Last summer, I listened to the brilliant audiobook edition of The Help, and loved it so much that when I got to the end, I started again at the beginning.
So when I heard that a film version was in the works, I was terrified that it would be a disappointing botch-job of a book that moved me alternately to laughter and tears; stills and previews from the film made me fear that Hollywood would make the white woman (Skeeter, played by Emma Stone, no relation to me) the heroine in a story that, in so many ways, belongs to the black maids of Jackson, Mississippi. So often, film adaptations of books disappoint me by retaining a book’s external trappings and missing its spirit. (The Lord of the Rings, to me, does not capture the spirit of Tolkien’s books; by contrast, the Anne of Green Gables films change up L.M. Montgomery’s plot while retaining an essential Anne-ness.)
I was not disappointed. The filmmakers did a beautiful job of condensing all that I loved about The Help–no short novel at 544 pages–into two and a half hours of hilarity, heartbreak, and human drama. To my mind, a big part of what makes a successful adaptation is the degree to which the filmmakers are willing to take license with the story in order to tell it in a way that is particular to the medium of film. So instead of lengthy scenes demonstrating Skeeter’s deep relationship with the maid who raised her, Constantine (a remarkable Cicely Tyson), the film gives us brief glimpses–Constantine braiding Skeeter’s hair on the steps of her rundown house, Constantine’s old fingers touching the marks on her doorframe that have measured Skeeter’s growth over the years–visual impressions that powerfully evoke an intimate and loving relationship.
So much of the book (and the film) uses basic bodily functions to communicate both the shared humanity of and gulf of separation between blacks and whites in 1960s Mississippi. References to taming hair and clothes to meet societal expectations are pervasive, as are motifs and themes related to toilet functions. Present (but in the book, less emphasized) is the motif of food and the theme of shared eating. I’m particularly tuned in to food issues, of course, but there was no missing the way in which the film capitalized on images of shared and segregated eating and drinking. The black maids must take care of their physical needs furtively and shamefully–sneaking a bite of deviled egg on the sly–all the while pampering the appetites of their white employers. Hilly Holbrook (a smoothly hateful Bryce Dallas Howard), will gorge herself on the food cooked by her maid, Minnie (Octavia Spencer, who voiced the same character on the audiobook), but expects her to use a designated outdoor one–even during a tornado. The film portrays the shame and belittlement of this segregation in cinematic shorthand.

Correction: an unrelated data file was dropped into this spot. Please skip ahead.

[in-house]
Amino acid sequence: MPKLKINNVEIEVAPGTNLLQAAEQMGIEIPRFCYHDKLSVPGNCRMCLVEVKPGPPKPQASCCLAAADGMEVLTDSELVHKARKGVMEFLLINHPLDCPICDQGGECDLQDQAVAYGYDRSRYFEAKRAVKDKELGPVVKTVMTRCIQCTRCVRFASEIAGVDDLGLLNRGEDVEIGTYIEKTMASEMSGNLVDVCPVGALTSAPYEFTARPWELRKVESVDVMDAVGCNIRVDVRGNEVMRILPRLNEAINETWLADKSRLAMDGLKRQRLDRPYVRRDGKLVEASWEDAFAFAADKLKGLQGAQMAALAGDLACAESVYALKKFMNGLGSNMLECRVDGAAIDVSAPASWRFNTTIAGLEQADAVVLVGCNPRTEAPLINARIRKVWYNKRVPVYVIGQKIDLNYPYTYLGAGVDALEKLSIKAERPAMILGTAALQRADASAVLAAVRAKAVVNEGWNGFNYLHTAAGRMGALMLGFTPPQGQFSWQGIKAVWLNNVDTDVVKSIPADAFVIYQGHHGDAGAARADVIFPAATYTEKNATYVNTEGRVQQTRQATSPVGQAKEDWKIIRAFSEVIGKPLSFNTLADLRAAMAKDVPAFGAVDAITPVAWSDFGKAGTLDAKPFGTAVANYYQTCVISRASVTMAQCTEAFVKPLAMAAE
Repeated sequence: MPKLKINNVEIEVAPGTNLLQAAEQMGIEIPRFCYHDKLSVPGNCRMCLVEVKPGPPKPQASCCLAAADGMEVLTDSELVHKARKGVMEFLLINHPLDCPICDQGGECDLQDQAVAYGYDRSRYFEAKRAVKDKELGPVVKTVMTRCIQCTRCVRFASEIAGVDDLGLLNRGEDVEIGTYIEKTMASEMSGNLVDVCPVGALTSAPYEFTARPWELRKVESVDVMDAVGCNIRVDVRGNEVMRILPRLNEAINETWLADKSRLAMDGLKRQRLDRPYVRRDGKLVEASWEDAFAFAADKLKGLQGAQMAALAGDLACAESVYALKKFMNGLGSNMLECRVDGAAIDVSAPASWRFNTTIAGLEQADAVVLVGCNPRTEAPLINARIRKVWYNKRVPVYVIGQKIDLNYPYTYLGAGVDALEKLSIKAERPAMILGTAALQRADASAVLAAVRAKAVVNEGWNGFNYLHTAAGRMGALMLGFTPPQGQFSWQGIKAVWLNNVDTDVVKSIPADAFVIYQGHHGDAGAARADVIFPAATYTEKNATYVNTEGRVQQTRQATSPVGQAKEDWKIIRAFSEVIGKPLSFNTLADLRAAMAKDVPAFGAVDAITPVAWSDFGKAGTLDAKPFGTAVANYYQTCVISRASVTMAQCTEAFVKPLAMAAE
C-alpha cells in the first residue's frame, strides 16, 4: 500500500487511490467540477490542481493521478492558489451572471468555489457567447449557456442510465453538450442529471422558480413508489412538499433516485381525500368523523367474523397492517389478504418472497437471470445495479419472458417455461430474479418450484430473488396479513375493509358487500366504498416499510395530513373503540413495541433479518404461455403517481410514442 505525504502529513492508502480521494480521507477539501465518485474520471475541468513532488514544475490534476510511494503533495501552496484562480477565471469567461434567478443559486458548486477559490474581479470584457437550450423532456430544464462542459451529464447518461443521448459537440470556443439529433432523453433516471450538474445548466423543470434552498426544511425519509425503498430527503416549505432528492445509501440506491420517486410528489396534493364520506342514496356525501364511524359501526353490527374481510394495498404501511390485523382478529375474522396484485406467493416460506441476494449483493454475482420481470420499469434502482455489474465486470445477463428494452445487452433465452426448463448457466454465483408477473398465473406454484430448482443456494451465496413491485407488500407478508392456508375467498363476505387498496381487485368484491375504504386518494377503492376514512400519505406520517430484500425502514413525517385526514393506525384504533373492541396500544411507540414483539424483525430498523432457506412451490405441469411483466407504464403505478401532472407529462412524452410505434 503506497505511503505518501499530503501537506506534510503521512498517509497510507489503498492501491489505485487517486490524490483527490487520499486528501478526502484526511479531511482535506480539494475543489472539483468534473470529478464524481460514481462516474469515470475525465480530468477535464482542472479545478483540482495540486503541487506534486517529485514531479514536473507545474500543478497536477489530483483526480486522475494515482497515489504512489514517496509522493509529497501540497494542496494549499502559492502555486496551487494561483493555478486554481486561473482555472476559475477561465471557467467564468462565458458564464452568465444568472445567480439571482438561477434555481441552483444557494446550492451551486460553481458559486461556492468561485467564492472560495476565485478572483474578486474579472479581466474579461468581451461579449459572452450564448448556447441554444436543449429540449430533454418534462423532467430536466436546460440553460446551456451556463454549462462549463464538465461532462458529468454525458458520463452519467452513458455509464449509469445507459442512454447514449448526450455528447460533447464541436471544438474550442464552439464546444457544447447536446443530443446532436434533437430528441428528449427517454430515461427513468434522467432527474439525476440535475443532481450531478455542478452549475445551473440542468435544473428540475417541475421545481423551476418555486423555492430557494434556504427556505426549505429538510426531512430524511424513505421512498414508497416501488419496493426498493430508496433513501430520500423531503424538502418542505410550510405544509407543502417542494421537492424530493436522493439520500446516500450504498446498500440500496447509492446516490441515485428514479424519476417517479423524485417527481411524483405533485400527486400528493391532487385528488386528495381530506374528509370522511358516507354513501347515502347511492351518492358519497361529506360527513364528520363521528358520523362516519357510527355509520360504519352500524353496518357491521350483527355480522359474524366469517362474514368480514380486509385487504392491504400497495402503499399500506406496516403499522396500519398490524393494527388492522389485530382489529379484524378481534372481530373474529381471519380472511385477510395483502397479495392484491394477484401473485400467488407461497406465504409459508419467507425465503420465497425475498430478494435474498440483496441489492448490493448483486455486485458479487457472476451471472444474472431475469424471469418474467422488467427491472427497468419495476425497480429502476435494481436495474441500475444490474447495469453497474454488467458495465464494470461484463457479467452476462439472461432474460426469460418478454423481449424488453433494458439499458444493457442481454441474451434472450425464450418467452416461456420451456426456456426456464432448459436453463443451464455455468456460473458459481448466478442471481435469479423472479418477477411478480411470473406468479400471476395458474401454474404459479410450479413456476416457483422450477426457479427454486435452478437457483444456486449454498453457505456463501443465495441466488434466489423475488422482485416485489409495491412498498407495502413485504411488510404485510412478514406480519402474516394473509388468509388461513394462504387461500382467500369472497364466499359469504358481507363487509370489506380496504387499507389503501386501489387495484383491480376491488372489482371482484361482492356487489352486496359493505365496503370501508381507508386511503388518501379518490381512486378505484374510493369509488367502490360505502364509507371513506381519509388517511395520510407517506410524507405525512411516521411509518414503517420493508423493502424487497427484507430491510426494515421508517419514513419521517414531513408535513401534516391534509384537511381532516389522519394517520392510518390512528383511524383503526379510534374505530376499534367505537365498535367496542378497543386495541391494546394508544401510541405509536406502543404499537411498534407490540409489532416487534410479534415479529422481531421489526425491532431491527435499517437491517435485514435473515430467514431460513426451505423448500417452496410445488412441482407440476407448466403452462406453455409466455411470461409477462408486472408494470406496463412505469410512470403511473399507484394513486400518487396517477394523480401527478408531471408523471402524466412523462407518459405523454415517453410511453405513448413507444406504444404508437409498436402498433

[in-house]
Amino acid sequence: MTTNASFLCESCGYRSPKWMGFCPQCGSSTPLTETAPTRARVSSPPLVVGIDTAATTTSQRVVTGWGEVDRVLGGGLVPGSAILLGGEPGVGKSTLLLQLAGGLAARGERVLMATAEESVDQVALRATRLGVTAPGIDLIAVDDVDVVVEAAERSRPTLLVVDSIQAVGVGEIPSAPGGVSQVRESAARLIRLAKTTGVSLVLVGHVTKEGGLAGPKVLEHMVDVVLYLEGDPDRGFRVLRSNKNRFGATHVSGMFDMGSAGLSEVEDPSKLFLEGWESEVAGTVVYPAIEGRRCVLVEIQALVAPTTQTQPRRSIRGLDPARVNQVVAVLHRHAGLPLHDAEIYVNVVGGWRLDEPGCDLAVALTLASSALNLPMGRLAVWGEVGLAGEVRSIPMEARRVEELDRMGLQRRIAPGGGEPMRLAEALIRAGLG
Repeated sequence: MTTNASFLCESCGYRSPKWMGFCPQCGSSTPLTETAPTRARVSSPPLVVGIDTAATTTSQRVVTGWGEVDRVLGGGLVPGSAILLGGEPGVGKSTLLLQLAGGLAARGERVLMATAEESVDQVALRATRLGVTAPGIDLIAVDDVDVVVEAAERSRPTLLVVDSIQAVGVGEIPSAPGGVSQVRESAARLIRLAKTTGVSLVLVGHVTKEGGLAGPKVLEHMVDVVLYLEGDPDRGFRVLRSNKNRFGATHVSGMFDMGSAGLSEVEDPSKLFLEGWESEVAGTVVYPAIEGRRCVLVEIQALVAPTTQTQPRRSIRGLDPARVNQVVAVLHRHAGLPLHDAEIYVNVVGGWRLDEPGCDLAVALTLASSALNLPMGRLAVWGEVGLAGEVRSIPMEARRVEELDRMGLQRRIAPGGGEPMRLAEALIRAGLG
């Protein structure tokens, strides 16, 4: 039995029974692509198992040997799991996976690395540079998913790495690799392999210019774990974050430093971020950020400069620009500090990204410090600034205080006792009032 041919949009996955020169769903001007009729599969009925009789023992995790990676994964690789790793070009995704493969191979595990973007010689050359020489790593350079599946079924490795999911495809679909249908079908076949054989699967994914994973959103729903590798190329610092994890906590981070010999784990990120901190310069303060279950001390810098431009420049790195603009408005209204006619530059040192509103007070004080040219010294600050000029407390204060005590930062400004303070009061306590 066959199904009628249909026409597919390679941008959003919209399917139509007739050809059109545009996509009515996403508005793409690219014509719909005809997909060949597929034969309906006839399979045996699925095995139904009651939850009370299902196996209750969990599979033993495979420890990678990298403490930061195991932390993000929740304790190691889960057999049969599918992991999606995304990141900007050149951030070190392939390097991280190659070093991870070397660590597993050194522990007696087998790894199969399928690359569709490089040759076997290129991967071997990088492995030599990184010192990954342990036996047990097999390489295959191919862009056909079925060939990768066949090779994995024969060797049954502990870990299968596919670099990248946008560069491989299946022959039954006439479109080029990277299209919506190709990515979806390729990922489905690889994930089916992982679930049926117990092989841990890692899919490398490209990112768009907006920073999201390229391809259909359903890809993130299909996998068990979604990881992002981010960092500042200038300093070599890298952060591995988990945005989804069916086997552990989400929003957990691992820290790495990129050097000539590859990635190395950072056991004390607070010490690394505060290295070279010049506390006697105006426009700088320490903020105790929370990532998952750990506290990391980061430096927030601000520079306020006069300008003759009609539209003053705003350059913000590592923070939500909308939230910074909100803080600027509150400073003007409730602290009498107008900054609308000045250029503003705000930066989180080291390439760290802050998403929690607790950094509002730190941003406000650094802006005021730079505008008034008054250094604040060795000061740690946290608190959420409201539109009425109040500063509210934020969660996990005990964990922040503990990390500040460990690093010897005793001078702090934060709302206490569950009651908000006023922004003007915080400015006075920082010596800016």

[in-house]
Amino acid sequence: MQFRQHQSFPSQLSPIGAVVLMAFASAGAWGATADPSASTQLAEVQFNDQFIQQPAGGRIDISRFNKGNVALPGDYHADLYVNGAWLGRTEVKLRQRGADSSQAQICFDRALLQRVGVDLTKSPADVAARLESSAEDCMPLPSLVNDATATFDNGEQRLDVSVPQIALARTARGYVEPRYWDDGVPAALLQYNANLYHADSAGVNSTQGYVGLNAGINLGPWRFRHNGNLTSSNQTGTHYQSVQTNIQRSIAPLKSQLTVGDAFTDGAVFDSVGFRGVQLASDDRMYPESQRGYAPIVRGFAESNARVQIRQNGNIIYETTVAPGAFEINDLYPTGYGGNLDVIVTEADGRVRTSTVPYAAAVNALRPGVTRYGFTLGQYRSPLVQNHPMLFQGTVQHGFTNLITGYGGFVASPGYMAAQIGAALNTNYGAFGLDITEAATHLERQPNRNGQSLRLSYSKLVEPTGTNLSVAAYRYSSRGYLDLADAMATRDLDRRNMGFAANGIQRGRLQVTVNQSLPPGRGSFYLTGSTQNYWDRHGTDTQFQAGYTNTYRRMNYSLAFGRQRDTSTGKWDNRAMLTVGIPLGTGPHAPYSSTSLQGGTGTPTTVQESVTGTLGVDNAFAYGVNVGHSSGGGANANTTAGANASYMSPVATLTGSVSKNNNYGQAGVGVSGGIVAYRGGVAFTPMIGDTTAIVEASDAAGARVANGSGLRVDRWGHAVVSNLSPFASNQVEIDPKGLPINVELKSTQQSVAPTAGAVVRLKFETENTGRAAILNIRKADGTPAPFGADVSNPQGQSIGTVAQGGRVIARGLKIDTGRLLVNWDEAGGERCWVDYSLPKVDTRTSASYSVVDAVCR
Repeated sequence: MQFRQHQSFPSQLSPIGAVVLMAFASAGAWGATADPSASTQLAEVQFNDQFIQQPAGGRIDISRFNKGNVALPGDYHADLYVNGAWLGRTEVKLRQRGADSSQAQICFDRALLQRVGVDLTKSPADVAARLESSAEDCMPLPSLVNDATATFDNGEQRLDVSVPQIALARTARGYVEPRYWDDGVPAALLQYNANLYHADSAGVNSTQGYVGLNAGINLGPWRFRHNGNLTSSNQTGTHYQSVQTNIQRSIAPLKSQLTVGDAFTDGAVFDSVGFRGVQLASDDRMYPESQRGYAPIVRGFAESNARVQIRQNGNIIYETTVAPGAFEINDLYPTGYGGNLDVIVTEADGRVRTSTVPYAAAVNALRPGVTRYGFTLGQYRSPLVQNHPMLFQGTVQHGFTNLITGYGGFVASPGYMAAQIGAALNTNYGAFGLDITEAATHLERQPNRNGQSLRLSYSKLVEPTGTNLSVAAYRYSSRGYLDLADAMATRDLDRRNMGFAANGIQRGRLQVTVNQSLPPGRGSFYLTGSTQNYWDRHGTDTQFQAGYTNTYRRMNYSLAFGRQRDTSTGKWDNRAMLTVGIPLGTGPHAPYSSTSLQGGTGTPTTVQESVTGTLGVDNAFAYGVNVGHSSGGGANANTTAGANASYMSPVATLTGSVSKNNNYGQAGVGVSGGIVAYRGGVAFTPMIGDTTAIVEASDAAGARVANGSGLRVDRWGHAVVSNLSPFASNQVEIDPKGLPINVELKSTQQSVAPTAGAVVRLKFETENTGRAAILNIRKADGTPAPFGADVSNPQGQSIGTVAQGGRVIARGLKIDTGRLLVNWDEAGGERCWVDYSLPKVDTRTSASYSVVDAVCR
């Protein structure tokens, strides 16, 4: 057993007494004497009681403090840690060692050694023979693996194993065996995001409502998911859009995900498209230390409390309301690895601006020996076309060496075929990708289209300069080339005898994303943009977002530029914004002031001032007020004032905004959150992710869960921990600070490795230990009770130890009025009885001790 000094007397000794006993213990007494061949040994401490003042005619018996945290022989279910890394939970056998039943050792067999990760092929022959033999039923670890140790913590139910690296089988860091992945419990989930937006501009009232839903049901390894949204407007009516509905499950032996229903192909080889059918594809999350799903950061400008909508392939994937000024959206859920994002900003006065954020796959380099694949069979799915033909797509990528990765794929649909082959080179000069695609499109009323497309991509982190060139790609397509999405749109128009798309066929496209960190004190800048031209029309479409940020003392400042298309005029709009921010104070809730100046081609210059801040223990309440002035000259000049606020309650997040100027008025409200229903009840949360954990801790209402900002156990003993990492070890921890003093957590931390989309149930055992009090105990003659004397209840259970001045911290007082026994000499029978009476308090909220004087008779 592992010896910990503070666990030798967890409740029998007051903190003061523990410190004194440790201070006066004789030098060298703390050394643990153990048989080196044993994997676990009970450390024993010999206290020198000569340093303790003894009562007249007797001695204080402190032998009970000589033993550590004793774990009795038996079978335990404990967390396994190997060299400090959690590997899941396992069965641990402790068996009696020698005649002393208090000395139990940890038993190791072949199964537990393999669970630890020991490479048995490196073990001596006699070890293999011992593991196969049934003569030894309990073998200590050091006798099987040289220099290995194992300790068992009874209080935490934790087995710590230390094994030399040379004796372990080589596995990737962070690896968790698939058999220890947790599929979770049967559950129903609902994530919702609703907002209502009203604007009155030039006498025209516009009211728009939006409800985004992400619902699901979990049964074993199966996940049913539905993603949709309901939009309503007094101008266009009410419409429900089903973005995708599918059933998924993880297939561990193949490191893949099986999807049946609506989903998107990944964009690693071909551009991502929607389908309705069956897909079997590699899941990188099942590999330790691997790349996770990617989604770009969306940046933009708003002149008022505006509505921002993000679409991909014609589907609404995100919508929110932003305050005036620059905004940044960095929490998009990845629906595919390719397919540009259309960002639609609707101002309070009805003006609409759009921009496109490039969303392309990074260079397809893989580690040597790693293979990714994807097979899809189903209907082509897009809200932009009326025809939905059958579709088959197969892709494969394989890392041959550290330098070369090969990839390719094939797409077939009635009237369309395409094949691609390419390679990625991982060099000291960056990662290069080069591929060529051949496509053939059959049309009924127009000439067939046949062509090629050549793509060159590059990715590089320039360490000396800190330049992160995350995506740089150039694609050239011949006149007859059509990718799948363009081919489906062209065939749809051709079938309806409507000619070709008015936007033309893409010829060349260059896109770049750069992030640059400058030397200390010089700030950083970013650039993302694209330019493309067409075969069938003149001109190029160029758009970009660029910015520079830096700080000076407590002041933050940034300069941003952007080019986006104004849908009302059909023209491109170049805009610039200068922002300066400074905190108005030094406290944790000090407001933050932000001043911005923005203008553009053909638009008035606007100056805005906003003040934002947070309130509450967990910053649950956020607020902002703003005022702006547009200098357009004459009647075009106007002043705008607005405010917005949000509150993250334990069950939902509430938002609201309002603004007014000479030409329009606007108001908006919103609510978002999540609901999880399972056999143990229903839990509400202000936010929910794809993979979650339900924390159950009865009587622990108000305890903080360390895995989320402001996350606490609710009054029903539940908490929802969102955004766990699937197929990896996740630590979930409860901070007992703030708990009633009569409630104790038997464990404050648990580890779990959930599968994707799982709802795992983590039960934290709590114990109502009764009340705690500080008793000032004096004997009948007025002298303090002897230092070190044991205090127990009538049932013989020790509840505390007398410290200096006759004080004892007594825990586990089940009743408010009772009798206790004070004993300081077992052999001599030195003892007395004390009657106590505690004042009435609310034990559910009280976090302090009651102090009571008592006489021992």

Where the film goes beyond the book (in its portrayal of food and eating), it aligns strikingly with my own understanding of a biblical theology of food. So much of food and eating, within the Bible, touches on issues of poverty, justice, community, and inclusion. In virtually every culture, sharing food non-ceremonially is an important indication of welcome and friendship; Jesus’ ministry emphasized the importance of eating with those who are different as a way of not just symbolizing—but, in fact actually practicing the kind of equality and unity that he proclaimed. Early Christian writers, too, claimed that sharing life, including meals, with persons of different backgrounds was a “proof” of true Christian faith. So when the outcast “white trash” Celia Foote (an effervescent Jessica Chastain) drinks a cold Coca-Cola with Minnie, it’s a foretaste not only of the meals she’ll later insist on sharing with (and then cooking for) Minnie, but a foretaste, too, of the coming healing, reconciliation, and deep friendship that forms between Minnie and Celia, and Skeeter, Minnie, and Aibileen (a luminous Viola Davis).
And that’s a foretaste, too, of the heavenly banquet.
Living the gospel acknowledges our shared humanity and need for reconciliation with God and with each other. When we sit to eat together, we acknowledge our physical needs and that shared humanity (we all eat; we all excrete) while tasting just a bit of God’s graciousness. The Help reminds me again just how countercultural that Supper of the Lamb really is, and inspires me to look for ways to taste the firstfruits of that meal in my own life, right now. And that, as the preacher in the film says, takes self-sacrifice and a willingness to hear one anothers stories. But it’s also the only way to true relationships and genuine joy.